The Justice Department and the F.B.I. are investigating Cambridge Analytica, the now-defunct political data firm, and have sought to question former employees and banks that handled its business, according to an American official and other people familiar with the inquiry. Prosecutors have questioned potential witnesses in recent weeks, telling them that there is an open investigation into Cambridge Analytica — which worked on President Trump’s election and other Republican campaigns in 2016 — and “associated U.S. persons.” But the prosecutors provided few other details, and the inquiry appears to be in its early stages, with investigators seeking an overview of the company and its business practices. The investigation compounds the woes of a firm that has come under intense scrutiny from lawmakers and regulators in the United States and Britain since The New York Times and Observer in London reported in March that it had harvested private data from more than 50 million Facebook profiles, and that it may have violated American election laws. This month, Cambridge Analytica announced that it would shut down and declare bankruptcy, saying that negative press and cascading federal and state investigations had driven away customers and made it impossible for the firm to remain in business.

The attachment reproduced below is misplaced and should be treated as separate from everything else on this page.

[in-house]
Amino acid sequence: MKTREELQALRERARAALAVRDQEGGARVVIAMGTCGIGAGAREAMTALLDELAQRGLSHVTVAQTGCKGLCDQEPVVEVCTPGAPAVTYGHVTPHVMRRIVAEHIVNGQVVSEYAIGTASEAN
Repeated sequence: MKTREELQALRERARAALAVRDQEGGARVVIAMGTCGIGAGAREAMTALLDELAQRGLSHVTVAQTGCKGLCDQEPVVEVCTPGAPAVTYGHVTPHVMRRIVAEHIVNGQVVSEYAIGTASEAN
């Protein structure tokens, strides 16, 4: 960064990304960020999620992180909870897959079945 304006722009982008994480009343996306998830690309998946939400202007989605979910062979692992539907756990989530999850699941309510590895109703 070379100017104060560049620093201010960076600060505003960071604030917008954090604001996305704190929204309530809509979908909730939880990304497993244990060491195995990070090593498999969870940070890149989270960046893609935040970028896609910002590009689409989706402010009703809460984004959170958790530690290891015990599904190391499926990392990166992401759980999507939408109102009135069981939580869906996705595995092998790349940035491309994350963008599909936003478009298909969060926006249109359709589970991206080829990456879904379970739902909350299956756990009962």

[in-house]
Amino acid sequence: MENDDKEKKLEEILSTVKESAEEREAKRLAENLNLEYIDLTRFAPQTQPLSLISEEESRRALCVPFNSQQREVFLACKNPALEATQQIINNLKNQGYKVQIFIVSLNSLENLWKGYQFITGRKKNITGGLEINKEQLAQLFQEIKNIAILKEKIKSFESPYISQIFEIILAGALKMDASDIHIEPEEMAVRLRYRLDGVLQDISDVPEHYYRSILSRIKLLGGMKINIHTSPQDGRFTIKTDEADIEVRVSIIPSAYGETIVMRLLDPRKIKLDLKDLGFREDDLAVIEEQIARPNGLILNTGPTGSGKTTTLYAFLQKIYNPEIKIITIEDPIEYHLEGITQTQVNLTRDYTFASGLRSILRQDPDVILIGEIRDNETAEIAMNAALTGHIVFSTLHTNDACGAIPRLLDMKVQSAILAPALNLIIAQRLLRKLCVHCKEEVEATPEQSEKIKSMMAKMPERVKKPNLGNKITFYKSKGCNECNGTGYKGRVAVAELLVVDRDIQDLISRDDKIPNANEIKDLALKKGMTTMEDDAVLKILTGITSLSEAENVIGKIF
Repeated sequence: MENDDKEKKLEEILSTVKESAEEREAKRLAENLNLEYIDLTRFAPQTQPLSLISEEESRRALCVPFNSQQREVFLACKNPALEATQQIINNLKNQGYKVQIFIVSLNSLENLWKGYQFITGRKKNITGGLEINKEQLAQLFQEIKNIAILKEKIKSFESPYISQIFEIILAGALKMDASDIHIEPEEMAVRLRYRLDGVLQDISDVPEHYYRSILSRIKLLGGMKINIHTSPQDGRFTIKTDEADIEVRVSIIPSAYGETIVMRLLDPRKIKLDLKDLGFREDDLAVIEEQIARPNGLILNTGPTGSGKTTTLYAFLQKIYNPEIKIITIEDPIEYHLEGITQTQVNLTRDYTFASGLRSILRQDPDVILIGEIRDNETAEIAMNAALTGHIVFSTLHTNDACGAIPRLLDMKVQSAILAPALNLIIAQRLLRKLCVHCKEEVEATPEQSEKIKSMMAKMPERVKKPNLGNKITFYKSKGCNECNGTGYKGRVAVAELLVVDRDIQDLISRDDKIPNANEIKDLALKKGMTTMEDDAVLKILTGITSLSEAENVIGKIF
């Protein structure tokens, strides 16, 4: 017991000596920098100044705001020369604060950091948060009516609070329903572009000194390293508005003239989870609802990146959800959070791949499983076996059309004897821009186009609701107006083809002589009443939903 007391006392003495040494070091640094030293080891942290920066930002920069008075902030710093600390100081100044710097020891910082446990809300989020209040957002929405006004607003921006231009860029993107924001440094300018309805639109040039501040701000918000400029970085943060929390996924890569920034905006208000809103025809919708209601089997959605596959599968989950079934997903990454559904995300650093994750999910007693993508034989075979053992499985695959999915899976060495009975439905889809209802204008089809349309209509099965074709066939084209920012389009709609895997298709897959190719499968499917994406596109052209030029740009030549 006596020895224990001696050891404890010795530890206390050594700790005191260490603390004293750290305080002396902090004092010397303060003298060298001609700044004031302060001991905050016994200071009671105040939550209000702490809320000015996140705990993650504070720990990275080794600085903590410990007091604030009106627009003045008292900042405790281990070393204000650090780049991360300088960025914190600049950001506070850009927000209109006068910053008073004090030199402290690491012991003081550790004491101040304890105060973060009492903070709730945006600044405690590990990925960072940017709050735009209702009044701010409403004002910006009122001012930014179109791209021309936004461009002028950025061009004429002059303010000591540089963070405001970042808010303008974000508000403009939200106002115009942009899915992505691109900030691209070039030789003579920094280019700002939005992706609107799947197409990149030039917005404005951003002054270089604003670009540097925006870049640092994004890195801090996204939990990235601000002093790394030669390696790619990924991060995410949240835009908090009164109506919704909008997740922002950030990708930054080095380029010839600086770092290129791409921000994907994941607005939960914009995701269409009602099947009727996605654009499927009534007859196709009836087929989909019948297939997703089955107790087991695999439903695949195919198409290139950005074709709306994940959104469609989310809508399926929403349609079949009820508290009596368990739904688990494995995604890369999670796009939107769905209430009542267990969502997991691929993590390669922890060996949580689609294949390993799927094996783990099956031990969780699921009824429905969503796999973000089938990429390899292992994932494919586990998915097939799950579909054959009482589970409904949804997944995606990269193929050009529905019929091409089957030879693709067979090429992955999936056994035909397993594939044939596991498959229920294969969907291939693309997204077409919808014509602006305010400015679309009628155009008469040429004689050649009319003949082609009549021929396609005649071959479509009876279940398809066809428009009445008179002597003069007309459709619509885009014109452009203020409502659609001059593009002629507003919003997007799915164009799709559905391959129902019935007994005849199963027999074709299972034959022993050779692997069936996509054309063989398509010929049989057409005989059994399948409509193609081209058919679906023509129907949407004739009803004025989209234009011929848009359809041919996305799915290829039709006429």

Georgia: Judge grants request for docs linked to Atlanta mayoral vote probe | Atlanta Journal Constitution
A Fulton County judge ordered local elections officials to make available documents linked to a state investigation into potential irregularities of the December runoff that yielded a narrow victory for Mayor Keisha Lance Bottoms. Superior Court Judge Craig Schwall issued an order this week that county officials should grant Georgia Secretary of State’s Office investigators “immediate access” to ballots, recaps, tally sheets, voter applications and other documents related to the Dec. 5 contest. A spokeswoman for Secretary of State Brian Kemp, a Republican candidate for governor who oversees Georgia elections, told The Atlanta Journal-Constitution and Channel 2 Action News last week that investigators requested records to conduct a forensic review of the contest.